The United States is a proud ‘patchwork nation of diversity’ or so it claims – well is it?
The United States was founded on the idea of equalopportunities which attracted massive migrant populations from around the globe
in waves. There is a deep seated tradition within the United States – a conviction in fact that the United States is one of the most diverse nations in the world. I spoke to a New Yorker on the way back from the US on the plane who stated emphatically that “The US is the most diverse nation in the world and Greenwich Village (in New York) is an example of this”. Having recently toured across the United States this conviction was repeated many times.
I’d like to challenge this view – from a semiotic (cultural) viewpoint this is not true, from an economic and demographic point of view this has some merit. Let’s look at the latter first.
Our Patchwork Nation is a polemic against the idea that the US often presents itself as two nations ‘red states’ and ‘blue states’.
As a result this can lead to a ‘bipartisan view of the US’ – there are ‘two USA’s in the USA’.
In the book ‘The Patchwork Nation’ http://www.patchworknation.org/ Chinni and Gimpel explore the US and come to the conclusion there are 12 different ‘United States’ vs 2, 12 different types of community:
The 12 types of community are as follows:
- BoomTowns – towns where construction is driving jobs
- Campus & Careers – University/Educational hubs
- Emptying Nests – Retirement Centres
- Evangelical Epicenters – the ‘Bible Belts’
- Immigration Nation – diverse urban centres
- Industrial Metropolis – often ageing cities
- Military Bastions – Army base towns
- Minority Central – cities divided on racial grounds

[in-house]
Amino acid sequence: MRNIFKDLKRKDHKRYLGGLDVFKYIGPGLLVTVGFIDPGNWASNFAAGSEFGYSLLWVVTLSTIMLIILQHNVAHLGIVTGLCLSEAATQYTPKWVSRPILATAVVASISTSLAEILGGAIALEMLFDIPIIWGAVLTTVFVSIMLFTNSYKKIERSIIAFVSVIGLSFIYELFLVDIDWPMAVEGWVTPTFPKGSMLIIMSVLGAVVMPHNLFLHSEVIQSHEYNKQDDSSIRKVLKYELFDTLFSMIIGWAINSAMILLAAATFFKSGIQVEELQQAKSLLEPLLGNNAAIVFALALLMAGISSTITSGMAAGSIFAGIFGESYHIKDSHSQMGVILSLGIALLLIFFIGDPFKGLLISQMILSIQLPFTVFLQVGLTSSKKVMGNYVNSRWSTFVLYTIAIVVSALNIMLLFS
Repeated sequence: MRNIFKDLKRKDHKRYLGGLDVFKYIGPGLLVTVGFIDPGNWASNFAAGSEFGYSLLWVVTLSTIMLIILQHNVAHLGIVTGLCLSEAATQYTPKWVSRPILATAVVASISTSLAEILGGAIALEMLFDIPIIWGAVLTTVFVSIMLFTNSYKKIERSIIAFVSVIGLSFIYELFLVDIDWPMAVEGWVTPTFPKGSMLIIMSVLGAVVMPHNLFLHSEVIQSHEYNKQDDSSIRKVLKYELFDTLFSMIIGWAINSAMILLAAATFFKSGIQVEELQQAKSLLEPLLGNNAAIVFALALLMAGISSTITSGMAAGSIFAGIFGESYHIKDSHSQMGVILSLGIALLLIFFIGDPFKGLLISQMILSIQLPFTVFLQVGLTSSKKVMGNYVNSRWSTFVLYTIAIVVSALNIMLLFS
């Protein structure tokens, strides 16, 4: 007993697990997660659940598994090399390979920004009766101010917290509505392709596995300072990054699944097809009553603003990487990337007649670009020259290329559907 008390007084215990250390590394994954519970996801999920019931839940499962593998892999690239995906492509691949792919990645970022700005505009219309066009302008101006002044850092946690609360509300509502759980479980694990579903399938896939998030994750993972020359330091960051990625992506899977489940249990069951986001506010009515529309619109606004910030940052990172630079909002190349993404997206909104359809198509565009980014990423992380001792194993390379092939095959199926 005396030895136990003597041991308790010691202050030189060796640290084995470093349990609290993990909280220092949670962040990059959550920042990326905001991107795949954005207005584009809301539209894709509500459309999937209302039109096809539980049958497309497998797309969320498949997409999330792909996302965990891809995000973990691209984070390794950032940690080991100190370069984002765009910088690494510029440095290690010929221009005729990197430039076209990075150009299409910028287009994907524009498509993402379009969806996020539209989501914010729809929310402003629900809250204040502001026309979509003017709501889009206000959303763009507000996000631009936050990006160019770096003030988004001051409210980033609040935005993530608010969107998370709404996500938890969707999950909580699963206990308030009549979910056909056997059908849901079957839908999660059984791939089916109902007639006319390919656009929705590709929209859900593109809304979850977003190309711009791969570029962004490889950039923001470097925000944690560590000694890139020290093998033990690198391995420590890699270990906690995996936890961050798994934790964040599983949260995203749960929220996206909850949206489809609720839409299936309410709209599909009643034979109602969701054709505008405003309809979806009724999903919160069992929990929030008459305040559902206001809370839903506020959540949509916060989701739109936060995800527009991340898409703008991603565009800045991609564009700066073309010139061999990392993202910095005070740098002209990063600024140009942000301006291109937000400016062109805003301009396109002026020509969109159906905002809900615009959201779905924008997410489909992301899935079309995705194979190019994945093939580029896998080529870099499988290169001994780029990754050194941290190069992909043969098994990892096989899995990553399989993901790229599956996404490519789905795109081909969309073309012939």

- Monied Burbs – white middle class areas
- Mormon Outposts – self evident
- Service Worker Centres – often small medium size towns across America
- Tractor Country – rural areas across America
Our Patchwork Nation is a well researched book – it looks at a whole range of data to come to this conclusion. The interesting question comes right at the end. What holds the United States together if it is so diverse?
The answer (from the data) seems to be a positive mindset. The strong belief that with hard work the US will have a stronger, brighter, future. As a semiotician and marketeer I would go much further. From the outside this positive mindset is so deeply ingrained in ‘cultural code’ in the American media, films and movies – that it makes the United States appear mono-cultural. And given the high consumption of media in the US by these different communities – I would challenge the book’s premise – I believe that the ‘personal semiotic software’ of people in the
United States is much more strongly uniform than the economic data would suggest.
And there is only one way to find out – and that’s to produce a semiotic map of America – a map that asks the question – what does America mean to Americans? How does this meaning vary by State and how is America viewed from the outside?
Our Patchwork Nation is a great piece of research – but the really interesting question here is this – how diverse is America versus the rest of the world? America may view itself as diverse but relative to what? And if it isn’t diverse relative to the rest of the world – then America has a perception of herself, a semiotic of diversity, vs a reality of diversity.
This blog and book references are taken from http://www.patchworknation.org/&